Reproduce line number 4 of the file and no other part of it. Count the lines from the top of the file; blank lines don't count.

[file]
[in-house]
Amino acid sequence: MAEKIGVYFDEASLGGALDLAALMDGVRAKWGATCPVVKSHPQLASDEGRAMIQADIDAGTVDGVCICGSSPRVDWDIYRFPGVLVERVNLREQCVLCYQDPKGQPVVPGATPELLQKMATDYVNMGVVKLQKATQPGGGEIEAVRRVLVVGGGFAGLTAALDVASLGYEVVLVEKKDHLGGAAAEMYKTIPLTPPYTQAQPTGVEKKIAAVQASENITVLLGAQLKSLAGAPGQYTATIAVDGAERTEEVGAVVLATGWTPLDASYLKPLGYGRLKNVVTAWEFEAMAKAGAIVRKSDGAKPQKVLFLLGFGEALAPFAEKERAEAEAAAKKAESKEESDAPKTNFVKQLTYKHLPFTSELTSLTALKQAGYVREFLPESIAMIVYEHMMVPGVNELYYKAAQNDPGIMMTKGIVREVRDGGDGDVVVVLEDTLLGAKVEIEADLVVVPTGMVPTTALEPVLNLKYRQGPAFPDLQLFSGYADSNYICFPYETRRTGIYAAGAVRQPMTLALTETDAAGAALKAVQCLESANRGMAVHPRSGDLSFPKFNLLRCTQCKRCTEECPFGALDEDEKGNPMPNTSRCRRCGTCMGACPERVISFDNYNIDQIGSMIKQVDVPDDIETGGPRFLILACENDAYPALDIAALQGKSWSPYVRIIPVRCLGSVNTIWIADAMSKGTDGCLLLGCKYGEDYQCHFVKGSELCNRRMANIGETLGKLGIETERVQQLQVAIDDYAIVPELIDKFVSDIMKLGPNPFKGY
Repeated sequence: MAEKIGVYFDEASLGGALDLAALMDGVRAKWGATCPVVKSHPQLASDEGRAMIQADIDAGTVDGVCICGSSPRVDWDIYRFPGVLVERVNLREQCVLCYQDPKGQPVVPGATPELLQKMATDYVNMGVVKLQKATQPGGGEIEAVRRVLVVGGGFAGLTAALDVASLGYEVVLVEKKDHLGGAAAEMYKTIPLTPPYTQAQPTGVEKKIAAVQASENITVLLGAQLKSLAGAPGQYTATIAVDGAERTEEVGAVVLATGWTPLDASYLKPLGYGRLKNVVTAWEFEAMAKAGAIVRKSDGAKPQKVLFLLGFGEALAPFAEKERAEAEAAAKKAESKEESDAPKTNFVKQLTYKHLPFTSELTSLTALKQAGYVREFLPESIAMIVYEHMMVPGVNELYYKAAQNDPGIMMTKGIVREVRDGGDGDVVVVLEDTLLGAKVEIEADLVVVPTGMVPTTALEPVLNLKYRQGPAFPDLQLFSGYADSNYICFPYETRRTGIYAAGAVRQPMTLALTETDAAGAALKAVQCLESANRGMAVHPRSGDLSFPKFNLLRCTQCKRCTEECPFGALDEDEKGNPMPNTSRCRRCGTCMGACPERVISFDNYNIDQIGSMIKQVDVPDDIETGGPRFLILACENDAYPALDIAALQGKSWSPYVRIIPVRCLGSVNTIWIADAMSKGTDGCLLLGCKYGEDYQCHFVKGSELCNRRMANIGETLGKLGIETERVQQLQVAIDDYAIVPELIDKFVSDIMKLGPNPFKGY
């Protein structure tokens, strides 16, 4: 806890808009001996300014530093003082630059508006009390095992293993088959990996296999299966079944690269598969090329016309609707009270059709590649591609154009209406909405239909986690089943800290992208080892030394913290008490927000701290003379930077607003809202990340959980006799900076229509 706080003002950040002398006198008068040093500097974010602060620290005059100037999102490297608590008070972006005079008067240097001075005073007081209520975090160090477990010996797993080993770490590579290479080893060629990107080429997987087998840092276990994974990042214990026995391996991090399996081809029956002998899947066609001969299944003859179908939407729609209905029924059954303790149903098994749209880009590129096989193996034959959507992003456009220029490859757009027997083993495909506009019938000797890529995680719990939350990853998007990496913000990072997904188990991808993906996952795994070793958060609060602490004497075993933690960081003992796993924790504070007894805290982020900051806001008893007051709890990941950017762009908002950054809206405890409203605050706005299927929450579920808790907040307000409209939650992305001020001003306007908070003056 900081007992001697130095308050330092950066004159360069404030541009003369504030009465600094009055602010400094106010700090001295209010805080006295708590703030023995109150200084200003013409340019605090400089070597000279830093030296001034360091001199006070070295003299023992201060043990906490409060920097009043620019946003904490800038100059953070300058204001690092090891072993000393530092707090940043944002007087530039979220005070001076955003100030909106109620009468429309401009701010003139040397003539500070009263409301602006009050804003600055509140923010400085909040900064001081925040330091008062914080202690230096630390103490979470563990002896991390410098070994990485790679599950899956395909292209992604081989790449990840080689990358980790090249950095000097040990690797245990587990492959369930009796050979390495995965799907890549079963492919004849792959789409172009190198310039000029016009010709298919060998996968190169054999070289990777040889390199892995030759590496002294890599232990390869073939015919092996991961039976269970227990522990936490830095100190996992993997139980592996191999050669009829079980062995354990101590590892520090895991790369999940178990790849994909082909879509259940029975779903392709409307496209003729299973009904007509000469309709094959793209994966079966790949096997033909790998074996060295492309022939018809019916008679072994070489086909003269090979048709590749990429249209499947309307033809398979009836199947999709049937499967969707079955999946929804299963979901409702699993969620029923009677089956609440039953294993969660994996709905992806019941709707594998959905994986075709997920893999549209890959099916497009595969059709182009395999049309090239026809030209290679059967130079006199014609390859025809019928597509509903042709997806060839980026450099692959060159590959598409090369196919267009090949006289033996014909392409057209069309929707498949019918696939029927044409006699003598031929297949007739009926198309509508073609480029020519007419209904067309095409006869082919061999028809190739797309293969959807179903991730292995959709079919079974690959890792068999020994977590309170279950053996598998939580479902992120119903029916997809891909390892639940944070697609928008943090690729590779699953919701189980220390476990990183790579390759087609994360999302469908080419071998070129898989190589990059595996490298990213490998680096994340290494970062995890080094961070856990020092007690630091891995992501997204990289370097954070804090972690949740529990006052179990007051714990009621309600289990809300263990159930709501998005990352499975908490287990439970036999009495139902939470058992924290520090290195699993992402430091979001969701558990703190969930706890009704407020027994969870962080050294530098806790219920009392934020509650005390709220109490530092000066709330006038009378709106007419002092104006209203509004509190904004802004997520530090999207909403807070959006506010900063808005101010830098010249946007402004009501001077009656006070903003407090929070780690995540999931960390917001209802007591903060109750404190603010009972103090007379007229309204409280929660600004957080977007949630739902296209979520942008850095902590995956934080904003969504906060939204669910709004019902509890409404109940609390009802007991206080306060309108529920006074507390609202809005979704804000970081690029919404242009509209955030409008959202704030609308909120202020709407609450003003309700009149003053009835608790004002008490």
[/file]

């Protein structure tokens, strides 16, 4: 806890808009001996300014530093003082630059508006009390095992293993088959990996296999299966079944690269598969090329016309609707009270059709590649591609154009209406909405239909986690089943800290992208080892030394913290008490927000701290003379930077607003809202990340959980006799900076229509 706080003002950040002398006198008068040093500097974010602060620290005059100037999102490297608590008070972006005079008067240097001075005073007081209520975090160090477990010996797993080993770490590579290479080893060629990107080429997987087998840092276990994974990042214990026995391996991090399996081809029956002998899947066609001969299944003859179908939407729609209905029924059954303790149903098994749209880009590129096989193996034959959507992003456009220029490859757009027997083993495909506009019938000797890529995680719990939350990853998007990496913000990072997904188990991808993906996952795994070793958060609060602490004497075993933690960081003992796993924790504070007894805290982020900051806001008893007051709890990941950017762009908002950054809206405890409203605050706005299927929450579920808790907040307000409209939650992305001020001003306007908070003056 900081007992001697130095308050330092950066004159360069404030541009003369504030009465600094009055602010400094106010700090001295209010805080006295708590703030023995109150200084200003013409340019605090400089070597000279830093030296001034360091001199006070070295003299023992201060043990906490409060920097009043620019946003904490800038100059953070300058204001690092090891072993000393530092707090940043944002007087530039979220005070001076955003100030909106109620009468429309401009701010003139040397003539500070009263409301602006009050804003600055509140923010400085909040900064001081925040330091008062914080202690230096630390103490979470563990002896991390410098070994990485790679599950899956395909292209992604081989790449990840080689990358980790090249950095000097040990690797245990587990492959369930009796050979390495995965799907890549079963492919004849792959789409172009190198310039000029016009010709298919060998996968190169054999070289990777040889390199892995030759590496002294890599232990390869073939015919092996991961039976269970227990522990936490830095100190996992993997139980592996191999050669009829079980062995354990101590590892520090895991790369999940178990790849994909082909879509259940029975779903392709409307496209003729299973009904007509000469309709094959793209994966079966790949096997033909790998074996060295492309022939018809019916008679072994070489086909003269090979048709590749990429249209499947309307033809398979009836199947999709049937499967969707079955999946929804299963979901409702699993969620029923009677089956609440039953294993969660994996709905992806019941709707594998959905994986075709997920893999549209890959099916497009595969059709182009395999049309090239026809030209290679059967130079006199014609390859025809019928597509509903042709997806060839980026450099692959060159590959598409090369196919267009090949006289033996014909392409057209069309929707498949019918696939029927044409006699003598031929297949007739009926198309509508073609480029020519007419209904067309095409006869082919061999028809190739797309293969959807179903991730292995959709079919079974690959890792068999020994977590309170279950053996598998939580479902992120119903029916997809891909390892639940944070697609928008943090690729590779699953919701189980220390476990990183790579390759087609994360999302469908080419071998070129898989190589990059595996490298990213490998680096994340290494970062995890080094961070856990020092007690630091891995992501997204990289370097954070804090972690949740529990006052179990007051714990009621309600289990809300263990159930709501998005990352499975908490287990439970036999009495139902939470058992924290520090290195699993992402430091979001969701558990703190969930706890009704407020027994969870962080050294530098806790219920009392934020509650005390709220109490530092000066709330006038009378709106007419002092104006209203509004509190904004802004997520530090999207909403807070959006506010900063808005101010830098010249946007402004009501001077009656006070903003407090929070780690995540999931960390917001209802007591903060109750404190603010009972103090007379007229309204409280929660600004957080977007949630739902296209979520942008850095902590995956934080904003969504906060939204669910709004019902509890409404109940609390009802007991206080306060309108529920006074507390609202809005979704804000970081690029919404242009509209955030409008959202704030609308909120202020709407609450003003309700009149003053009835608790004002008490």